There's nothing quite as comforting as a bit of oxtail in the winter. Unlike many old-fashioned cuts of meats, oxtail has never really gone out of fashion, and is still available at most butchers. Cooked slowly in a stew or a soup, this meat has a lovely flavour. Children enjoy having a good chew around the bones, so usual table manners can give way to the enjoyment of munching and sucking. The good news is that when they're cooked slowly, bones are very nutritious. They're rich in calcium, magnesium and zinc, which - when released through slow-cooking - are in a form that's easily absorbed by the body. The cartilage and tendons contain chondroitin and glucosamine, which are sold as supplements to ease arthritis and joint pain. So one pot of oxtail is more than a meal - it's a tonic.
|1 tsp||Mustard powder|
|1 to taste||Salt & freshly ground pepper|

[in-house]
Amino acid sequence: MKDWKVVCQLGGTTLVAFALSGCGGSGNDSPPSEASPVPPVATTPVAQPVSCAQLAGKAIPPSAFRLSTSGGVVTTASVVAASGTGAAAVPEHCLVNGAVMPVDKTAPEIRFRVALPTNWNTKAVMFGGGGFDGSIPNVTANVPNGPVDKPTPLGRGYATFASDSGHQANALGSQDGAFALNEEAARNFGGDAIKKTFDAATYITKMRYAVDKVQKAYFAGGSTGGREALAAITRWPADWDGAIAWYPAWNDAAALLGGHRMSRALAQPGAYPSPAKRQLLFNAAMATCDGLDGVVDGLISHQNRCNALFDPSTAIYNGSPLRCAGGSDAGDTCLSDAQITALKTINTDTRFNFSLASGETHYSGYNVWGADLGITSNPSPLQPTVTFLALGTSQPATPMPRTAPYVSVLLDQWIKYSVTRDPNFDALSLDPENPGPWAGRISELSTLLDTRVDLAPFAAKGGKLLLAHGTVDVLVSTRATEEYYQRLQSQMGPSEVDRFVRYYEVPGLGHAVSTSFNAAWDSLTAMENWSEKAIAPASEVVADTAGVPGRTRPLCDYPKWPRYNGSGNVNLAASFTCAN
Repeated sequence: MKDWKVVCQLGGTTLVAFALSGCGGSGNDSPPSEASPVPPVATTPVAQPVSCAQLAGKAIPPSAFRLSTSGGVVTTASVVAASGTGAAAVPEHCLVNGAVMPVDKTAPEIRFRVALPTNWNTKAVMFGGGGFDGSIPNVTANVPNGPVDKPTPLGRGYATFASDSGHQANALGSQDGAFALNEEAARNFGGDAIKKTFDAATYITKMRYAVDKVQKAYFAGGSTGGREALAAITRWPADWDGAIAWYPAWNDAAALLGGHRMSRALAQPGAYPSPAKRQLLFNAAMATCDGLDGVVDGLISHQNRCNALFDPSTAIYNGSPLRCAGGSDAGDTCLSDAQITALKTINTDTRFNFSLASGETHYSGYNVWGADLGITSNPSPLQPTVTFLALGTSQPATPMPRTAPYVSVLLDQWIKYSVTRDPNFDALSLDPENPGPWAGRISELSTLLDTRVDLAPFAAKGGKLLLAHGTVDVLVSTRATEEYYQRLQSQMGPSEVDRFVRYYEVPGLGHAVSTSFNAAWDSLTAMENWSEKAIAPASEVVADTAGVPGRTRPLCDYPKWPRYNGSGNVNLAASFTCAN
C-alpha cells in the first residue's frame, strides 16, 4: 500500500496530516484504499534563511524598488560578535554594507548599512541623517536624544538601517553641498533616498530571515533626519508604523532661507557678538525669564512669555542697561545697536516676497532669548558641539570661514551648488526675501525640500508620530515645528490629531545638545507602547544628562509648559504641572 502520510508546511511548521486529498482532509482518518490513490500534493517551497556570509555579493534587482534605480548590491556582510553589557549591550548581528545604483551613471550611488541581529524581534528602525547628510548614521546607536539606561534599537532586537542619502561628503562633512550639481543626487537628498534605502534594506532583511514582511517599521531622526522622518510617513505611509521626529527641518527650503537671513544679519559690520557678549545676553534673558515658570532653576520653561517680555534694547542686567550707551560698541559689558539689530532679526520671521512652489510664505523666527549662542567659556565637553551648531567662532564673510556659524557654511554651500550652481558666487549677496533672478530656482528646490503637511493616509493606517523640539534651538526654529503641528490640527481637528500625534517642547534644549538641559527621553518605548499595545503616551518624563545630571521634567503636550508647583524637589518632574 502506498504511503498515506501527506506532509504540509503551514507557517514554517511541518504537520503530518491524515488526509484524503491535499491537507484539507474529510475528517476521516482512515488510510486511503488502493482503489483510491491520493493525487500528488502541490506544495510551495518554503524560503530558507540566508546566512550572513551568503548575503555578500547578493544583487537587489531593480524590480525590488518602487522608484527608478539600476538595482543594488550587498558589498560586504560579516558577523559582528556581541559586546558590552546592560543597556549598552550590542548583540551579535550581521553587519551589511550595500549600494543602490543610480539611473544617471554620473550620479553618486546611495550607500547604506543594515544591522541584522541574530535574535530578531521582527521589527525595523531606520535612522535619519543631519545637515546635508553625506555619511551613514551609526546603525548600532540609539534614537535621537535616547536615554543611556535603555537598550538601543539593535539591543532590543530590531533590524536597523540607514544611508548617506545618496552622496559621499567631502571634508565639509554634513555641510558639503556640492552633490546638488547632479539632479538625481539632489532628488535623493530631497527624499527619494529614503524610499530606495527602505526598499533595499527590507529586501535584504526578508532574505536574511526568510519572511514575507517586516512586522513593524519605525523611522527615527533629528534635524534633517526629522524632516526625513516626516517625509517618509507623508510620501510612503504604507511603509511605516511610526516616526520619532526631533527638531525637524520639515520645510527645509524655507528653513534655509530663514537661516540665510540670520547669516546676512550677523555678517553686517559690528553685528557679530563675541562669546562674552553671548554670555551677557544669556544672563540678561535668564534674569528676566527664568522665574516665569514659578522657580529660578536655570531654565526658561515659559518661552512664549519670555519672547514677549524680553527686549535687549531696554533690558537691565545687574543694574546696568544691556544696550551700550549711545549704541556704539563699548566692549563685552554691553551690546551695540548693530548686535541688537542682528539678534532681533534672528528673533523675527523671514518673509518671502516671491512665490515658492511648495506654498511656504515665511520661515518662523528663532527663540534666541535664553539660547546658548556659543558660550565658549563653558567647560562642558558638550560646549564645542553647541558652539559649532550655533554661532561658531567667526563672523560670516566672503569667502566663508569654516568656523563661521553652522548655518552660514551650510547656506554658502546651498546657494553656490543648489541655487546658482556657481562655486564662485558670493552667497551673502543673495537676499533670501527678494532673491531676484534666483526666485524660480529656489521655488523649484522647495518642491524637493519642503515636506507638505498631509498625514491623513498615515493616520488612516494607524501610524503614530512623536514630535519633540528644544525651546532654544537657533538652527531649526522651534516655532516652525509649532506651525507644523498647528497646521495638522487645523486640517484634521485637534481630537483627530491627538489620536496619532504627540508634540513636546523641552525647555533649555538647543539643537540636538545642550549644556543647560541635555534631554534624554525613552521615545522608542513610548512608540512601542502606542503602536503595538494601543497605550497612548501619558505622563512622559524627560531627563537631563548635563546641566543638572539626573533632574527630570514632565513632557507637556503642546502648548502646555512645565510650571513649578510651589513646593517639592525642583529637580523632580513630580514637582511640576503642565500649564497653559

|1 kg||Oxtail pieces|
|1 Tbsp||Butter, or lard|
|2||Carrots, peeled and chopped|
|2||Onions, peeled and chopped|
|2 sticks||Celery, chopped|
|2 cloves||Garlic, minced|
|3 pieces||Orange rinds|
|2 cups||Red wine, the stronger the flavour the better|
- Combine flour, mustard powder and salt and pepper.
- Trim any large pieces of fat off the meat then toss it in the flour mixture.
- Get a metal roasting dish or casserole dish and melt butter or lard over the element.
- Brown the pieces of oxtail, then take off the heat and add carrots, onions, celery and garlic and sautee.
- Throw in bay leaves and orange rind, then pour in the red wine.
- Cover with a lid or tinfoil and put in the oven at 160 degC for two hours, by which time the meat should be soft and gooey. If there's still quite a lot of liquid, remove the lid and return the pot to the element, on a medium heat, so it thickens up. Serve with mashed potato or kumara.
Note: For a spicier taste, add ½ tsp of cayenne pepper to the flour mixture and a couple of chopped fresh chillis just before you put the dish in the oven. Some say the flavours improve the next day. You can also skim off any fat that hardens on the top.